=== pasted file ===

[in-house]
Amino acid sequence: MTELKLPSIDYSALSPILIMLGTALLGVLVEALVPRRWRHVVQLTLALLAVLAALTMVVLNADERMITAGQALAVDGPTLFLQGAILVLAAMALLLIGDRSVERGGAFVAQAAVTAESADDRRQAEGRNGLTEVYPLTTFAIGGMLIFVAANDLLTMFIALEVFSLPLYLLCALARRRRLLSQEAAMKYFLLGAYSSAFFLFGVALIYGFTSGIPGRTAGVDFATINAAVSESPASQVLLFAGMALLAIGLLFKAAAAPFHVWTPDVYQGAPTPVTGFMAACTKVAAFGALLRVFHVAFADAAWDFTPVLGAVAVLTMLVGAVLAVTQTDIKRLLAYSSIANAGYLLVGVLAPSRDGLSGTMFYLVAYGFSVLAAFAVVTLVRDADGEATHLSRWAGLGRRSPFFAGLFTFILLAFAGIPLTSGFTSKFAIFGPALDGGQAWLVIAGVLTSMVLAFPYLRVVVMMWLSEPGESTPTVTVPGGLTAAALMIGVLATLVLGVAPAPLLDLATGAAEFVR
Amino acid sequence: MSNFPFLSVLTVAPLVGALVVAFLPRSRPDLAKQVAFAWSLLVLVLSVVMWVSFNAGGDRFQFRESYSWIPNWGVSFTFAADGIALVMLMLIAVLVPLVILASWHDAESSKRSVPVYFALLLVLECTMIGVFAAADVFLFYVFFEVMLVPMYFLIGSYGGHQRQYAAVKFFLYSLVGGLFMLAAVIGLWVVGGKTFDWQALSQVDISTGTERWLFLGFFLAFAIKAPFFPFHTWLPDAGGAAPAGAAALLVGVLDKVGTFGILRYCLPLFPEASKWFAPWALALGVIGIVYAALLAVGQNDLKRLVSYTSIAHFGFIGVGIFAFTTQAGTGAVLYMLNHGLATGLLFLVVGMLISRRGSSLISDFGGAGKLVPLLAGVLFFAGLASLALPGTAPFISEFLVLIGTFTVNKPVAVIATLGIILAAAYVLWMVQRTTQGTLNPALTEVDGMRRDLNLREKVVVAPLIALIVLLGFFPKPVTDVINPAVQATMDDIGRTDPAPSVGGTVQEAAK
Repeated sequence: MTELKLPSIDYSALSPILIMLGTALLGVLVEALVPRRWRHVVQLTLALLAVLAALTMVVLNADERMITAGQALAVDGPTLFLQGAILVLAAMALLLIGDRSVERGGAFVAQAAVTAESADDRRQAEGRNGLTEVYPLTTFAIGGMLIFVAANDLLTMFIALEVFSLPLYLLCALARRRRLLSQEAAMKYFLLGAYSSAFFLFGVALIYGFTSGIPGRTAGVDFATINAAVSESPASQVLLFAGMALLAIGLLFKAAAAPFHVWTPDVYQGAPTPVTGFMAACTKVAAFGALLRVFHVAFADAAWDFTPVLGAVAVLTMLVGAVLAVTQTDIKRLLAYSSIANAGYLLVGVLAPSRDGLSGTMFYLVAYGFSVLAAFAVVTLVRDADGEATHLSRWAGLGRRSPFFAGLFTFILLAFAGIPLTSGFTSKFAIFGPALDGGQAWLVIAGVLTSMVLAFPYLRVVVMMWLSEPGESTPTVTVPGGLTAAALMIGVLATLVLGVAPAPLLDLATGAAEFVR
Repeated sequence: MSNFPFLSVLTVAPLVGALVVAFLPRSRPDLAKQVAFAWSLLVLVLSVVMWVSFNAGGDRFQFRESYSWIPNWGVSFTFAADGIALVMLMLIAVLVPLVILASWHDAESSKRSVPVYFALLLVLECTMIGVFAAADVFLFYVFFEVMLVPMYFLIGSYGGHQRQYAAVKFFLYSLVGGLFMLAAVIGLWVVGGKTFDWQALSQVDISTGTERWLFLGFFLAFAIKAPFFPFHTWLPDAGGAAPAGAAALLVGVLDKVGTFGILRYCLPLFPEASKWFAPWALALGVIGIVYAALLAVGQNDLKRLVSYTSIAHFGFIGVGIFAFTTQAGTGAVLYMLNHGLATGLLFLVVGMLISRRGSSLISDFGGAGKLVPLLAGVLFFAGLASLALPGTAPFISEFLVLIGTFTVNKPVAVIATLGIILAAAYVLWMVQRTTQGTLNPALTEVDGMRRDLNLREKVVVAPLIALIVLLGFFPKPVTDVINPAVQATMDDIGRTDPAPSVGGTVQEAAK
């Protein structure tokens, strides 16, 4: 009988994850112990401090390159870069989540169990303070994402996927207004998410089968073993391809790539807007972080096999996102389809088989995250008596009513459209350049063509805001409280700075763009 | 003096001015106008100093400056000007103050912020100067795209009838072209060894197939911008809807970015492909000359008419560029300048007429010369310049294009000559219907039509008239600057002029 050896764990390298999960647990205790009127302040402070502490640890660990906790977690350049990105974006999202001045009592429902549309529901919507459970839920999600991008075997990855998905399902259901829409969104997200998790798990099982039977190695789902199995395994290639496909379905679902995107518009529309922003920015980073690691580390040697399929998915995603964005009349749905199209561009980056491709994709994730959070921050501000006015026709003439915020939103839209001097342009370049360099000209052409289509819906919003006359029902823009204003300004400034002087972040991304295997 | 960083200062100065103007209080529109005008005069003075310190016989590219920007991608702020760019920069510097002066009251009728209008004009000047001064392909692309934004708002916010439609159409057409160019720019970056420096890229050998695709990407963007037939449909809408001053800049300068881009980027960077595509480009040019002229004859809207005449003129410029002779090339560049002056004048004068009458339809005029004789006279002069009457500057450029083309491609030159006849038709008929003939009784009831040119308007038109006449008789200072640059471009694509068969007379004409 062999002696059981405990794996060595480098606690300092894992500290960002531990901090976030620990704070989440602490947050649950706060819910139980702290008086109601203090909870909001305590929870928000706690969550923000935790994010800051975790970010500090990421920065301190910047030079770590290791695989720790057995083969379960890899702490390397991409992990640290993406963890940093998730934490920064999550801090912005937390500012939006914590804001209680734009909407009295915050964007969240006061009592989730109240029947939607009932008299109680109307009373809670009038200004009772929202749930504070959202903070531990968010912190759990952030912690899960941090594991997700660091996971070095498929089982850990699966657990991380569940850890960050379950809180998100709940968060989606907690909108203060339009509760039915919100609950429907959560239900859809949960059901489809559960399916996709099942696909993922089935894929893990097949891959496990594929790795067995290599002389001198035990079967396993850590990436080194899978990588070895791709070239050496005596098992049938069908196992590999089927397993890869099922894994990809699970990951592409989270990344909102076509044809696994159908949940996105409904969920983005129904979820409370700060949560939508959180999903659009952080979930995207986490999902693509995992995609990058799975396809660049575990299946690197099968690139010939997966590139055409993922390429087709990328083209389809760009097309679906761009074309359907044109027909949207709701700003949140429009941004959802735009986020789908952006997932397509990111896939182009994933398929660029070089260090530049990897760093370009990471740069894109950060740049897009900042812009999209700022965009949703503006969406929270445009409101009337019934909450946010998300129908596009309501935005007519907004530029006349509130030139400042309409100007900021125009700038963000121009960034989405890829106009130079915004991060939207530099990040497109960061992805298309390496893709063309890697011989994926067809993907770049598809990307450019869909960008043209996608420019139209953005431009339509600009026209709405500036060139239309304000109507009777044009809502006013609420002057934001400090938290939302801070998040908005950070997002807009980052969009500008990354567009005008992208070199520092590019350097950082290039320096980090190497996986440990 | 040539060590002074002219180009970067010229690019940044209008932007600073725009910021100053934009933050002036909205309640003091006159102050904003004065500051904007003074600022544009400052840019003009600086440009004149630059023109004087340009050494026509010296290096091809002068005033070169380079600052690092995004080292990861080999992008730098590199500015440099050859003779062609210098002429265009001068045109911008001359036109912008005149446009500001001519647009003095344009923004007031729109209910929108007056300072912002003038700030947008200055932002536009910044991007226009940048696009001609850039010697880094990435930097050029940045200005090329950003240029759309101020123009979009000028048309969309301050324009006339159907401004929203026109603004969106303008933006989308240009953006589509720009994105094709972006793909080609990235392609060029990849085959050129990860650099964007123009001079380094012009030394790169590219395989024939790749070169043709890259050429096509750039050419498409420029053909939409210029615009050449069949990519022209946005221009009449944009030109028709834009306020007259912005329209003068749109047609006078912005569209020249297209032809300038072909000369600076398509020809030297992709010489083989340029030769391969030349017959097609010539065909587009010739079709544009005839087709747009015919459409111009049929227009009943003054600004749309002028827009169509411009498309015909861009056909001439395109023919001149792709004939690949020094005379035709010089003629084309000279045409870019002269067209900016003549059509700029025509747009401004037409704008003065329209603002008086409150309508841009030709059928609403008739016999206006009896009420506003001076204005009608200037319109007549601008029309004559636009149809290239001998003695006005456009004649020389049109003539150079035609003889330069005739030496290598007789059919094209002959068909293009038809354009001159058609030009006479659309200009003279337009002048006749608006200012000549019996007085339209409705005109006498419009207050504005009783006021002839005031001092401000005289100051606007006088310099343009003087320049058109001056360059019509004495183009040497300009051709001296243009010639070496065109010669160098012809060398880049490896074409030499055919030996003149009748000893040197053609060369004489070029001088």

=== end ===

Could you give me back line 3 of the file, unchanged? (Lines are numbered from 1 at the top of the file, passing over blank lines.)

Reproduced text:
Amino acid sequence: MSNFPFLSVLTVAPLVGALVVAFLPRSRPDLAKQVAFAWSLLVLVLSVVMWVSFNAGGDRFQFRESYSWIPNWGVSFTFAADGIALVMLMLIAVLVPLVILASWHDAESSKRSVPVYFALLLVLECTMIGVFAAADVFLFYVFFEVMLVPMYFLIGSYGGHQRQYAAVKFFLYSLVGGLFMLAAVIGLWVVGGKTFDWQALSQVDISTGTERWLFLGFFLAFAIKAPFFPFHTWLPDAGGAAPAGAAALLVGVLDKVGTFGILRYCLPLFPEASKWFAPWALALGVIGIVYAALLAVGQNDLKRLVSYTSIAHFGFIGVGIFAFTTQAGTGAVLYMLNHGLATGLLFLVVGMLISRRGSSLISDFGGAGKLVPLLAGVLFFAGLASLALPGTAPFISEFLVLIGTFTVNKPVAVIATLGIILAAAYVLWMVQRTTQGTLNPALTEVDGMRRDLNLREKVVVAPLIALIVLLGFFPKPVTDVINPAVQATMDDIGRTDPAPSVGGTVQEAAK